make people more comfortable with the death penalty, and may delay the day when the death penalty will finally be abolished in the US. But since death row inmates are persons, they're entitled to these improvements.
Now, you might complain that my analogies involve a variety of reforms, some involving not "just" welfare improvements but matters of justice; some small, others big. So focus just on the smaller welfare-oriented reforms. Shoes for slaves, a nicer method of execution for people on death row. Could any abolitionist about slavery or the death penalty really oppose these things?
In short, even assuming (1) that animals are persons, and (2) that there's a legitimate concern about whether humane farm reform slows down progress toward a vegan world, and (3) that humane reforms are small, I can't see how it can make sense to vote against Proposition 2. Especially if you see animals as persons, you must secure what you can for them, even if that slows progress toward the ultimate goal.
But now let's have a closer look at Francione's empirical assumptions. He thinks humane reforms are minor and that there's a serious worry about humane meat increasing meat consumption or slowing progress toward veganism. I don't actually find either point compelling. Some humane reforms are minor and some are major. Take for example "humane beef." Most cattle spend the final 5 months of their lives in the gruesome environment of a feedlot, being stuffed with corn, hormones, antibiotics, and even cement dust. "Humanely" raised cattle never go to a feedlot. I don't think someone can really be imagining life from a steer's standpoint if they think that difference is negligible.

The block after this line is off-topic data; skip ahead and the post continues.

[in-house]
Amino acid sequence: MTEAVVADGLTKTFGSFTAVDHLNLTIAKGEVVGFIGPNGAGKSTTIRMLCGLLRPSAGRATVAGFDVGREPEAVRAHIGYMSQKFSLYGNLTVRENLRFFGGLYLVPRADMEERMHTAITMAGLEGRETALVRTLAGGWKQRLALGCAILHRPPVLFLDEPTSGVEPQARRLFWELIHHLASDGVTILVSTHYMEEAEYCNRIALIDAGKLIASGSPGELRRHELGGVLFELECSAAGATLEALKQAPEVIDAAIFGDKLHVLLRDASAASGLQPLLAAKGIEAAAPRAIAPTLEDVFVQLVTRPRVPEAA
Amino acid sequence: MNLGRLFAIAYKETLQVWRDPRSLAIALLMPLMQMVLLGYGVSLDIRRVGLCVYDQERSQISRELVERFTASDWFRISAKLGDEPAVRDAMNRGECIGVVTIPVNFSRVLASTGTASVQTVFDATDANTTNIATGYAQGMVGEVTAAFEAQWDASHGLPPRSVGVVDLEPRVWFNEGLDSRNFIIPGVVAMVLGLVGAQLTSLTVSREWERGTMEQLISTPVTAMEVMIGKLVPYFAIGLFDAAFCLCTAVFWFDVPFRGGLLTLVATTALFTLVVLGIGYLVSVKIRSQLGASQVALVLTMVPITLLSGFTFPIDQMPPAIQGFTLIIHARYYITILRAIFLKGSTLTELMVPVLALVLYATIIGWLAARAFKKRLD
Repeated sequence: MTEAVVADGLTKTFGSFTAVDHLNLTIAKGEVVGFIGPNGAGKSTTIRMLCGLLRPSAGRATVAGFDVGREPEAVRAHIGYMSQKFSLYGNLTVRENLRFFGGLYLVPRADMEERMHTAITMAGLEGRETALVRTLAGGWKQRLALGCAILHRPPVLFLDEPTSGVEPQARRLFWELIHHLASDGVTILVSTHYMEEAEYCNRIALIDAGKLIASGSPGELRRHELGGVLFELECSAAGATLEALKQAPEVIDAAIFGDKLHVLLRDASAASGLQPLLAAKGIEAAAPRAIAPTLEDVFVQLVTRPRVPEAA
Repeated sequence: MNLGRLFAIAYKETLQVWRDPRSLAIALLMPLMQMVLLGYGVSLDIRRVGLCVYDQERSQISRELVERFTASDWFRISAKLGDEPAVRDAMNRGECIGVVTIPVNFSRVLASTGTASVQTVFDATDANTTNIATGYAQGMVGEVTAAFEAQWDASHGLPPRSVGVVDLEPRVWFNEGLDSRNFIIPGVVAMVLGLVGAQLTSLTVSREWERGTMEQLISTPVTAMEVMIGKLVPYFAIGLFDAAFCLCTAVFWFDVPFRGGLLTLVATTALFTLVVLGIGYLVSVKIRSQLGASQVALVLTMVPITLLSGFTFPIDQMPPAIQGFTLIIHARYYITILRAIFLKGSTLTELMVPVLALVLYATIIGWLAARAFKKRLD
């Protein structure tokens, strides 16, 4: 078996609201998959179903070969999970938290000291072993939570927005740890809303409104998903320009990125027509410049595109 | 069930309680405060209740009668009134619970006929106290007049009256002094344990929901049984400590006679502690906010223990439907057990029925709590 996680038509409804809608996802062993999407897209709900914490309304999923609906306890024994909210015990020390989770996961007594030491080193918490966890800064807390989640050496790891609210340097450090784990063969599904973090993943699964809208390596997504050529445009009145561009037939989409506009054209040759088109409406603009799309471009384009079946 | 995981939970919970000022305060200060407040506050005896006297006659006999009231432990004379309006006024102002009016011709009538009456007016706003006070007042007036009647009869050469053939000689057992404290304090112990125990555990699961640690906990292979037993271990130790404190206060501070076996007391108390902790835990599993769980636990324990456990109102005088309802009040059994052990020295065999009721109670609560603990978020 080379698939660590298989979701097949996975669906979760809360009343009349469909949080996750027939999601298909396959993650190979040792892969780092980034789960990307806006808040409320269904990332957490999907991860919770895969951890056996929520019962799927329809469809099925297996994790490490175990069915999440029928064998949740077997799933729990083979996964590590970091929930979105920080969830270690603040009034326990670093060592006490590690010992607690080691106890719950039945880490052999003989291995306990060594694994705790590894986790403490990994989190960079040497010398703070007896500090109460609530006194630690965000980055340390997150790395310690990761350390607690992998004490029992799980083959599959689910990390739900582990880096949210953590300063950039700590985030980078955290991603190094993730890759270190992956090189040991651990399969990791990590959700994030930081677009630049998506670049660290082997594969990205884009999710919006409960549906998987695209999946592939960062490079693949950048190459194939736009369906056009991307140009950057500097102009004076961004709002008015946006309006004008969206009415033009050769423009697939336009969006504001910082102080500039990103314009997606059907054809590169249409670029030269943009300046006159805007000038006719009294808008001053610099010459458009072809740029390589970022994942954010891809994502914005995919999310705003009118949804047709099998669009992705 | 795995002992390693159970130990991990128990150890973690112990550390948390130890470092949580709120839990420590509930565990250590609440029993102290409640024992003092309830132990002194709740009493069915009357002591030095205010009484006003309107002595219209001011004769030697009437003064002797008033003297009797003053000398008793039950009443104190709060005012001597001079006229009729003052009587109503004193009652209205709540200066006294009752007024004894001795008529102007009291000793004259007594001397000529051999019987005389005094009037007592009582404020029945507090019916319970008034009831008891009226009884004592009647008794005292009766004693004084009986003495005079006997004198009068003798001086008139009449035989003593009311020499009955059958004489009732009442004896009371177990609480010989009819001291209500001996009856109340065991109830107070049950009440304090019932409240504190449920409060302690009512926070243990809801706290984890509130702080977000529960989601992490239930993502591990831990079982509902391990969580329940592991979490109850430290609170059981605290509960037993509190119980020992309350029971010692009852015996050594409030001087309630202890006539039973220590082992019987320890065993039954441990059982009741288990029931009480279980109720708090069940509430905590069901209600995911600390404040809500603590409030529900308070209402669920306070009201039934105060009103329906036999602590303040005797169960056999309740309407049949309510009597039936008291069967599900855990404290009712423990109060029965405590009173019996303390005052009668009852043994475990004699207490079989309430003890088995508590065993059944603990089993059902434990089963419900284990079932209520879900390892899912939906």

And as to meat consumption slowing progress toward veganism--this assumes that people who buy "humane" animal products at a Whole Foods (for example) are former vegans or would-have-been vegans. This conflicts with my experience. In almost ten years of teaching an animal rights class, I've had lots of experience of seeing what happens when I present videos about factory farming as well as information about "humane meat." Meat eaters progress "only" to the humane meat option usually just because they think it would be too hard to go further. I do not observe vegans or vegetarians regressing to the humane meat option. They do not think "humane standards" do enough to remove the ethical problems with meat-eating.
It also flies in the face of some key facts to suppose that humane animal products increase meat-eating. For one, they're very expensive. That's a deterrent. Second, Whole Foods is presumably the biggest seller of humane animal products in the US. I have read that 90% of Whole Foods shoppers are not there because of any concern at all about the treatment of animals. If they weren't shopping at Whole Foods, they'd be shopping at another pricey grocery store like Central Market or at an ordinary grocery store. They'd be buying ordinary factory farmed meat.
A third important point is that the humane movement is succeeding at a key task. People do tend to completely dismiss animals raised for food. For many people, an animal that's going to be eaten just doesn't matter at all. It's astonishing and really impressive that 63% of California's voters voted for
Proposition 2, effectively saying that all animals matter. They're not going as far as Francione would want them to, or Peter Singer would want them to, or I would want them to, but they took an absolutely critical first step.
There's much more that could be said, but this is already monstrously long. I just have to add--read my comment policy. I will delete any comment that is not to the point and impeccably respectful. No comments about me or my way of moderating this blog are going to be published.